January 12, 2012: Composer Marc Blitzstein’s nephew Stephen Davis has donated his 50% share of Blitzstein’s musical and literary estate to the Kurt Weill Foundation. Effective January 1, 2012, the Foundation will administer Blitzstein’s intellectual property, including his compositions, translations, and adaptations, in association with Blitzstein’s other nephew, Christopher Davis. Blitzstein’s papers, housed principally at the Wisconsin Historical Society, are not included in the gift. Stephen Davis, a retired attorney residing in Rhode Island, has been named an honorary trustee of the Foundation, joining luminaries Teresa Stratas and James Conlon in that role.

In accepting the gift at a December 19 reception in honor of Stephen Davis, Foundation president Kim H. Kowalke noted: “No other composer of Blitzstein’s independent stature has been so inspired by the example of Kurt Weill or so crucial to the reception of Weill’s work. We are deeply honored to accept this gift and the responsibility it carries to perpetuate this wonderful body of work.”

As a composer, Blitzstein (1905-1964) is best known for Regina, an opera based on Lillian Hellman’s play The Little Foxes and now his most frequently performed composition, and for his pro-union musical The Cradle Will Rock, which famously defied censorship by the Works Progress Administration in 1937 and inspired a 1999 film by Tim Robbins. Other major works include I’ve Got the Tune, No for an Answer, the Airborne Symphony, Reuben, Reuben, and the Broadway musical Juno.

As contemporaries in the American musical theater, Weill and Blitzstein shared common interests in creating socially conscious, populist theater, fusing classical and popular musical idioms, and developing American opera. Not only did they share the same birthday, March 2 (1900 and 1905, respectively), but Weill’s greatest success turned out also to be Blitzstein’s: The Threepenny Opera. Blitzstein’s English adaptation of Weill, Bertolt Brecht, and Elisabeth Hauptmann’s 1928 Dreigroschenoper catapulted the work into lasting prominence on U.S. stages and established “Mack the Knife” as one of the top popular songs of the 20th century.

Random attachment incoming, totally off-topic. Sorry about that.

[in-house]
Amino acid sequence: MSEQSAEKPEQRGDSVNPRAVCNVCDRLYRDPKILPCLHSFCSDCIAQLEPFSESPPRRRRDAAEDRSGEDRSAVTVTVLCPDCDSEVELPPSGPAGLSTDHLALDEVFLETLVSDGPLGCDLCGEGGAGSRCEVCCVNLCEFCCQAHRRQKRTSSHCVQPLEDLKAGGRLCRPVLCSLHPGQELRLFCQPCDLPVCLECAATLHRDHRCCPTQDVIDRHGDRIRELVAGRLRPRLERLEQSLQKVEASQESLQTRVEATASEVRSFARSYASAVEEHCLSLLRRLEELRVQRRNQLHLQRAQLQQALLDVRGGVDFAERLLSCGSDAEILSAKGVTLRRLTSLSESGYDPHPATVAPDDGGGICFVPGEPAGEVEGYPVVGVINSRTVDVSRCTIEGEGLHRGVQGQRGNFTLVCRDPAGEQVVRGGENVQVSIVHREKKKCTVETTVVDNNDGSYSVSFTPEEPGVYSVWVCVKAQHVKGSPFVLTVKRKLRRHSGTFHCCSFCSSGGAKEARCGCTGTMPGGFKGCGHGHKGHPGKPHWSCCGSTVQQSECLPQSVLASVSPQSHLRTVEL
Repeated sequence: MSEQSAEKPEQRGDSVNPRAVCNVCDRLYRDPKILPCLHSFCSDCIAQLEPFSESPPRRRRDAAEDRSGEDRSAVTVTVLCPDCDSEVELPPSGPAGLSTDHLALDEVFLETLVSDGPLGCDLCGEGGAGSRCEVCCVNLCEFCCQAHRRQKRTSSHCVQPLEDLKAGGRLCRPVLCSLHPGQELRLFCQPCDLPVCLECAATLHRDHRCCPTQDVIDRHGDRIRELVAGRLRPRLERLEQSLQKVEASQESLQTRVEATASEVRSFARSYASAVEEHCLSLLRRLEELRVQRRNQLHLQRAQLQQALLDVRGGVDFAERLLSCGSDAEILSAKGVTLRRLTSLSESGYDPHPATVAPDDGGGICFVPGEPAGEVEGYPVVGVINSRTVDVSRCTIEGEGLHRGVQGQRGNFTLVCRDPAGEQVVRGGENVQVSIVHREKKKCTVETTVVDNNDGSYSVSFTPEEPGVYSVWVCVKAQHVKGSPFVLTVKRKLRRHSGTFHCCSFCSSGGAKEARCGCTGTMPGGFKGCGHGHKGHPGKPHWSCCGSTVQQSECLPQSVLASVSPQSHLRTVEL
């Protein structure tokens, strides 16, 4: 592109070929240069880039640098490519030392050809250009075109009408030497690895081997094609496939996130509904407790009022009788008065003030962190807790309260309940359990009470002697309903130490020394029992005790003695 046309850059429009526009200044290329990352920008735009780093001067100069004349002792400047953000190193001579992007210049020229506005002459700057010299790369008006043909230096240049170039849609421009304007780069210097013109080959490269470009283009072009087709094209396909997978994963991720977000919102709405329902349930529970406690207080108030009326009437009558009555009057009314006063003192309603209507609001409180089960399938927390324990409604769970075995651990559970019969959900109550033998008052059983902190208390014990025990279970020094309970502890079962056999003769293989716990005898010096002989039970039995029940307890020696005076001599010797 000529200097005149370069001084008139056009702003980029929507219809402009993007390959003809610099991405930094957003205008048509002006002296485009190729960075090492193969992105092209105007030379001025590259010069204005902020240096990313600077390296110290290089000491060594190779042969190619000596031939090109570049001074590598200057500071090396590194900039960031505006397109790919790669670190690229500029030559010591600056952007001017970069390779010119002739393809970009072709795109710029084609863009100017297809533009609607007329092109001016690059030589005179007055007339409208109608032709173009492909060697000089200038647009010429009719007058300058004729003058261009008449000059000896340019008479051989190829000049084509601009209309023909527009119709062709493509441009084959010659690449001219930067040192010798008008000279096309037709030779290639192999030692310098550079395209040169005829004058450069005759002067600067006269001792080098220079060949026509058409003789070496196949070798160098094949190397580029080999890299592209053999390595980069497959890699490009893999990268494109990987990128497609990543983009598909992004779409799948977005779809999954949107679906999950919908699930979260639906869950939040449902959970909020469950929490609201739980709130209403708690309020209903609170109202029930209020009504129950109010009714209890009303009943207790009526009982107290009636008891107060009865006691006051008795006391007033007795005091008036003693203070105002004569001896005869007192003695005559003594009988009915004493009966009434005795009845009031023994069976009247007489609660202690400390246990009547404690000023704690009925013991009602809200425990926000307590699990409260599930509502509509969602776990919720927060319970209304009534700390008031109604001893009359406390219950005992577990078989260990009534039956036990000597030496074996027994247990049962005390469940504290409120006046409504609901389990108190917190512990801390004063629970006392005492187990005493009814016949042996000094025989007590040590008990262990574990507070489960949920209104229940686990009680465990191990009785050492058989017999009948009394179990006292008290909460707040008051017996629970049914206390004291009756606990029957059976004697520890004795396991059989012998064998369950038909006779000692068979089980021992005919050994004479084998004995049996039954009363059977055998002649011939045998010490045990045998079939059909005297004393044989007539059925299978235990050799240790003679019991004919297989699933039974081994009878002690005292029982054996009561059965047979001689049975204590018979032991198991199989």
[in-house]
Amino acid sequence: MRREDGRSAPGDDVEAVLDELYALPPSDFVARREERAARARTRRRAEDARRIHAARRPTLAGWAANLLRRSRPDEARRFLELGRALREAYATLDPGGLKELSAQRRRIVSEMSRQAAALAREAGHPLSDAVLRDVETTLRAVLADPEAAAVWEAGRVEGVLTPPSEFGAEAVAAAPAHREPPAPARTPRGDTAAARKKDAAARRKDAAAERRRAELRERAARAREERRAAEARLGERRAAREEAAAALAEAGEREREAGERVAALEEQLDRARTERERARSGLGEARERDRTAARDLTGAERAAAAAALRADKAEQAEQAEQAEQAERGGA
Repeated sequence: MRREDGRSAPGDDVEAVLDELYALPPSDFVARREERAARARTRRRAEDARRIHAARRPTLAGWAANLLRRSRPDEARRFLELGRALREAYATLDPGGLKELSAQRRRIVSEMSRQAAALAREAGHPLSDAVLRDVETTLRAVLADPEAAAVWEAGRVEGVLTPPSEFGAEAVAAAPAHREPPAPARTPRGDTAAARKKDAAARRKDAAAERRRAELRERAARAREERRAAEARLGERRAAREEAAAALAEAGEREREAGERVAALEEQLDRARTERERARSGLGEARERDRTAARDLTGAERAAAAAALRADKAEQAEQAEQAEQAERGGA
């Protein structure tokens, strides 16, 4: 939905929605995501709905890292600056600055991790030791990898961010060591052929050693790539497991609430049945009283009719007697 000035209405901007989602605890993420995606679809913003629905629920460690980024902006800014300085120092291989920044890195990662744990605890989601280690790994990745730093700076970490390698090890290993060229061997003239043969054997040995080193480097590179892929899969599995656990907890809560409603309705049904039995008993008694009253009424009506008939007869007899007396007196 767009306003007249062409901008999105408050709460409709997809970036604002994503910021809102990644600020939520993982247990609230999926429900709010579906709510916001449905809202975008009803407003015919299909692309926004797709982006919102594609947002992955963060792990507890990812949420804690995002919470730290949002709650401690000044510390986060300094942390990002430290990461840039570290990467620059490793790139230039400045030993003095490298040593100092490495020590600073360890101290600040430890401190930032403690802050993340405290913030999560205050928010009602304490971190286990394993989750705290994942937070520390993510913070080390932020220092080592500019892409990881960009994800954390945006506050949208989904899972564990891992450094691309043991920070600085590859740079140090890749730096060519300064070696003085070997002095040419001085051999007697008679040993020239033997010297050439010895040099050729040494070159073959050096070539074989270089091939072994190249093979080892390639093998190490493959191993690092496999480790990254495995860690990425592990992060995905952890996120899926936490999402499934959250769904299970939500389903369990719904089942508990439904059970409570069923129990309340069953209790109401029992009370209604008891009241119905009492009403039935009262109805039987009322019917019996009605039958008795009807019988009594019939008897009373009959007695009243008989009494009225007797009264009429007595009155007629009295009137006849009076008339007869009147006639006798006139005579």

According to Blitzstein, in January 1950 he telephoned Weill to tell him that he had made a translation of “Pirate Jenny” from Die Dreigroschenoper, and sang it over the phone to Weill and his wife, Lotte Lenya. Weill encouraged Blitzstein to translate the entire show, but never saw it come to fruition because of his premature death in April 1950. Blitzstein’s English version was first performed in concert in June 1952 at Leonard Bernstein’s inaugural Festival of the Creative Arts at Brandeis University, conducted by Bernstein, narrated by Blitzstein, and featuring Lenya as Jenny, the role she had created in the original Berlin production.

The resulting excitement led to a legendary off-Broadway stage production at the Theater de Lys, directed by Carmen Capalbo and featuring Scott Merrill, Lotte Lenya, Beatrice Arthur, and Jo Sullivan, among others. An instant hit, The Threepenny Opera ran from 1954 to 1961 for a total of 2,707 performances, setting the record as the longest-running musical in history up to that date and winning a special Tony Award in 1956. The MGM cast album sold in record-breaking numbers, and recordings by Louis Armstrong, Bobby Darin, and Ella Fitzgerald, among countless others, sent “Mack the Knife” (Blitzstein’s version of “Moritat von Mackie Messer”) to the top of the charts.


If you’d like more information about this topic, please contact Kate Chisholm at the Kurt Weill Foundation: (212) 505-5240 or kchisholm@kwf.org.